Political Theology and Ethics (Fortress, 1984) , and Walter Harrelson, who in The Ten Commandments and Human Rights (Fortress, 1980) embraced the Universal Declaration as a modern statement of biblical values. In addition, many Protestant denominational and ecumenical statements support the Universal Declaration.
In 1980 a seminar on human rights in Islam sponsored in part by the Union of Arab Lawyers reaffirmed this position in its report Human Rights in Islam. The following year the Islamic Foundation published the "Universal Islamic Declaration of Human Rights," which is considered sufficiently authoritative to be cited in an Islamic court decision in Pakistan. And in 1987 a "Draft Charter on Human and People’s Rights in the Arab World" received the unanimous support of the 1,500 members of the Arab Union of Lawyers. Both of these statements support the Universal Declaration of Human Rights, but justify and define these rights in terms of Islamic law and Scripture.
Thus support for human rights in the Jewish, Christian and Muslim communities follows a pattern: each group believes that the Universal Declaration of Human Rights and other human rights standards established through international law derive authority from the teachings of its own religious tradition. To be sure, Jews, Christians and Muslims differ on some specific issues, but they disagree about these issues within their own traditions as well. For instance, Christians disagree about the equal rights of men and women -- which the Universal Declaration affirms -- even as some Christians differ on this point with some Muslims (who also differ about this among themselves)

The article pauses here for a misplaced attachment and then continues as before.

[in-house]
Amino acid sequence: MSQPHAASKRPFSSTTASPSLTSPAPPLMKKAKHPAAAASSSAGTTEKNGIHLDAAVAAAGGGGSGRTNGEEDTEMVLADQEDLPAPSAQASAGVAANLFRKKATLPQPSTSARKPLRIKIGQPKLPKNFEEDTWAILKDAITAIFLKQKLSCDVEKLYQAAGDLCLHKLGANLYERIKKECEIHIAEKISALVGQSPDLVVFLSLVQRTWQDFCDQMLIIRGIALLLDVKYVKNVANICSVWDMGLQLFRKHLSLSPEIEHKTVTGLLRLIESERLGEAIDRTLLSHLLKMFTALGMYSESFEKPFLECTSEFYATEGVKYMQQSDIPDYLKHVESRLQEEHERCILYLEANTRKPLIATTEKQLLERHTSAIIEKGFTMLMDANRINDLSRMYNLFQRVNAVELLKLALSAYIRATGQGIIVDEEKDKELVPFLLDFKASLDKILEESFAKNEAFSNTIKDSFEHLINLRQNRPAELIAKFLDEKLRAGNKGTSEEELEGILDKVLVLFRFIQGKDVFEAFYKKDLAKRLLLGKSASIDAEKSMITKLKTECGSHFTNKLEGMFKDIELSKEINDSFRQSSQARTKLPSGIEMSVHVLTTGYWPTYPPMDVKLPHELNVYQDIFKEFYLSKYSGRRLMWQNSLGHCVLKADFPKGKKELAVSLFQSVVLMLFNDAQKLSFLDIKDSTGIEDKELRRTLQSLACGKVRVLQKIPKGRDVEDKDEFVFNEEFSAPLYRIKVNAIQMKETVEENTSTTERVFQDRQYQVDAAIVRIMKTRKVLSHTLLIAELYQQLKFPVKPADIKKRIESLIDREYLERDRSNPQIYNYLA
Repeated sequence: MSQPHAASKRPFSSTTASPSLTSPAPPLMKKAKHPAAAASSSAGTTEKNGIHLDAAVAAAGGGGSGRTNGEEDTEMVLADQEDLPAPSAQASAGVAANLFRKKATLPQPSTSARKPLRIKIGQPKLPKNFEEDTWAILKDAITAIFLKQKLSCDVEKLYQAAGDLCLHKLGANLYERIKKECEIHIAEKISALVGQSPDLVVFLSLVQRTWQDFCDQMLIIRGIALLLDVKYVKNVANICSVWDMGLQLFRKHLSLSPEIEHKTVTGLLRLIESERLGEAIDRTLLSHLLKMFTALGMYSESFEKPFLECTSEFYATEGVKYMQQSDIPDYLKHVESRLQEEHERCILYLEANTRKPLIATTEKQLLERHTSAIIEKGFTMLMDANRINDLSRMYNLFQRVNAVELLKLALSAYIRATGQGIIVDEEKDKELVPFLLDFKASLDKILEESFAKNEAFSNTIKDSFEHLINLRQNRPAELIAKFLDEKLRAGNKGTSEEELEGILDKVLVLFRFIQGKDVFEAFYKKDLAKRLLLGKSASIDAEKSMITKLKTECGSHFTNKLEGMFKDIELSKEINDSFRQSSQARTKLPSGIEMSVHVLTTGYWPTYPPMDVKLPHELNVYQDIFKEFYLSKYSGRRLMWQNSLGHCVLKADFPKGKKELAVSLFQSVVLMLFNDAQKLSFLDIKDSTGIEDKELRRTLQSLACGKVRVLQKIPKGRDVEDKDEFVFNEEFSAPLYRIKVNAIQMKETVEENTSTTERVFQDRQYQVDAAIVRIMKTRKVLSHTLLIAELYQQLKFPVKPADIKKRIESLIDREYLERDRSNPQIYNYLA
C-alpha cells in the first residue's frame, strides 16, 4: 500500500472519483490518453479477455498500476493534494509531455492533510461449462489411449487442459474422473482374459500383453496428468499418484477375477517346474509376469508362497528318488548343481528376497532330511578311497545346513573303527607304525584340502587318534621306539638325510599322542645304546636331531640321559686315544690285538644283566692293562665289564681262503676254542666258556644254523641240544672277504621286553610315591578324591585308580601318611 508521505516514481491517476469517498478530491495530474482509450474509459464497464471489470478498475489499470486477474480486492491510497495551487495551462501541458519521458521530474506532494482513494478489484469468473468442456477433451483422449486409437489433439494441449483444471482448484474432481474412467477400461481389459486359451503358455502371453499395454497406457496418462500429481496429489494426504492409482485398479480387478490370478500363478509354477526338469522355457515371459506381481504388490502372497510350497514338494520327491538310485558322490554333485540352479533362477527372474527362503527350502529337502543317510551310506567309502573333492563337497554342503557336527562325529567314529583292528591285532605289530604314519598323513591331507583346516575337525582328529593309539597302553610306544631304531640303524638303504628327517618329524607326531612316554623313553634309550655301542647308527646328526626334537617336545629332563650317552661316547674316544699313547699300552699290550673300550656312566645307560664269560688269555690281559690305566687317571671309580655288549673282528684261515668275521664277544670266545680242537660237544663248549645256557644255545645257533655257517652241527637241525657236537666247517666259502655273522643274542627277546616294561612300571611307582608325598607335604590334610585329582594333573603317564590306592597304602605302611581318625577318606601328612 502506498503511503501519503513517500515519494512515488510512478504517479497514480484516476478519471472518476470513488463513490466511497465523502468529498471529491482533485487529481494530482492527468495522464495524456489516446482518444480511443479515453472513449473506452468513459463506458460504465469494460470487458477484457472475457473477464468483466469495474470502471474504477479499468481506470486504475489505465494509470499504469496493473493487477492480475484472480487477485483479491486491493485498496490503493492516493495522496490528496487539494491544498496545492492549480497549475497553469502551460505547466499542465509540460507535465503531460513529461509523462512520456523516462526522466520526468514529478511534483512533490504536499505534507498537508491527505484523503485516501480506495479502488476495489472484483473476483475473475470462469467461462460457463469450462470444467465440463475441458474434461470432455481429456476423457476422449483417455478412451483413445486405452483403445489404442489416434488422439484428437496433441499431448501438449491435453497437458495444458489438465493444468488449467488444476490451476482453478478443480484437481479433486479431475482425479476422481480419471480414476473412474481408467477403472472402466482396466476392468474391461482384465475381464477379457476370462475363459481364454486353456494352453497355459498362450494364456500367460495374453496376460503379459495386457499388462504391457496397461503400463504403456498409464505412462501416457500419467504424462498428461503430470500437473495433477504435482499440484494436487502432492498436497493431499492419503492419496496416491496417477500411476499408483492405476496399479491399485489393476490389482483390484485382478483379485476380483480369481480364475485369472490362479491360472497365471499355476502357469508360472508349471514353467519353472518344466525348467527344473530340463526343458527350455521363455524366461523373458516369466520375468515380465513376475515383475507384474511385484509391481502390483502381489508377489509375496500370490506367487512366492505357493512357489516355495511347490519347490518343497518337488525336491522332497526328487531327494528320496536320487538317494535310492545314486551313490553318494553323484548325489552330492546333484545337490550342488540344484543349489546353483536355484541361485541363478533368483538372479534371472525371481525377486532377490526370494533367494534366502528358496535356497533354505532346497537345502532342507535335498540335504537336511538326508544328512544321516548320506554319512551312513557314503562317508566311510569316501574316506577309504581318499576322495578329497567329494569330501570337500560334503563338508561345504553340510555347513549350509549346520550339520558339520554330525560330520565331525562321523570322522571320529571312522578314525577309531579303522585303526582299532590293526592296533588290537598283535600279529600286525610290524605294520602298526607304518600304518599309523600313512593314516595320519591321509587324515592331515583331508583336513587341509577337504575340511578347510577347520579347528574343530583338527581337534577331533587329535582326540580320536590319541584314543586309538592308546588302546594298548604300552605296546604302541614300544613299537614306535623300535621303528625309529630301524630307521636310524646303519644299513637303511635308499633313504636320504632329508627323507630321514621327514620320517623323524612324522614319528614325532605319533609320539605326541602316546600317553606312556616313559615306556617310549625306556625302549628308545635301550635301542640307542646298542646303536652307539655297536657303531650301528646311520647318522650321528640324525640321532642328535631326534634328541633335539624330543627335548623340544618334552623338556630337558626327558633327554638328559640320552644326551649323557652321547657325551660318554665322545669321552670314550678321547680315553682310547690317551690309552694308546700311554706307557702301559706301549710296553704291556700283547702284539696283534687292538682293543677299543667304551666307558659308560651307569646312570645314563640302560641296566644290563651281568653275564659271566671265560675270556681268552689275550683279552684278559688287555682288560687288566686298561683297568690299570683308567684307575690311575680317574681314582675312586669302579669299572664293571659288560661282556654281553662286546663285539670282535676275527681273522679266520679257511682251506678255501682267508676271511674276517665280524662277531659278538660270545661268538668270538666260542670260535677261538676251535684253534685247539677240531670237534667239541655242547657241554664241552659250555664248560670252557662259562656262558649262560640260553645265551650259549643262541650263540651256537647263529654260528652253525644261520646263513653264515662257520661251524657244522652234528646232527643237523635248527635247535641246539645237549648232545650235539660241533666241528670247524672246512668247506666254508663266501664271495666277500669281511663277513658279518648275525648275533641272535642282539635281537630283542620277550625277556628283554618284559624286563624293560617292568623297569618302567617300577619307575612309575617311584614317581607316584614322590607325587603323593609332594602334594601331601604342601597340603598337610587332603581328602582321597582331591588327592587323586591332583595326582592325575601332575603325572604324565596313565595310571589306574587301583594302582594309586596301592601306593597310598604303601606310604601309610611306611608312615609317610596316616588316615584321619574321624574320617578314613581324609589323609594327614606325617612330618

Jews, Christians and Muslims do agree that rights are gifts from God, and that people have duties toward one another and God that require the recognition of fundamental human rights. In this regard, these traditions have more in common with each other than with secular humanists who seek to justify human rights on the basis of reason alone. It is significant that Jews and Christians joined forces to establish human rights law through the United Nations. And it is significant that recently Muslims joined Christians in South Africa to protest human rights violations.
Perhaps, as John XXIII proposed, the Universal Declaration is a sign of a new world community in which the religious traditions will find common ground for resolutely resisting the dehumanizing forces of this age. In opposition to the blatant violation of human rights everywhere in the world, perhaps the faithful of all religious traditions will join together to do the will of God for the sake of all humanity.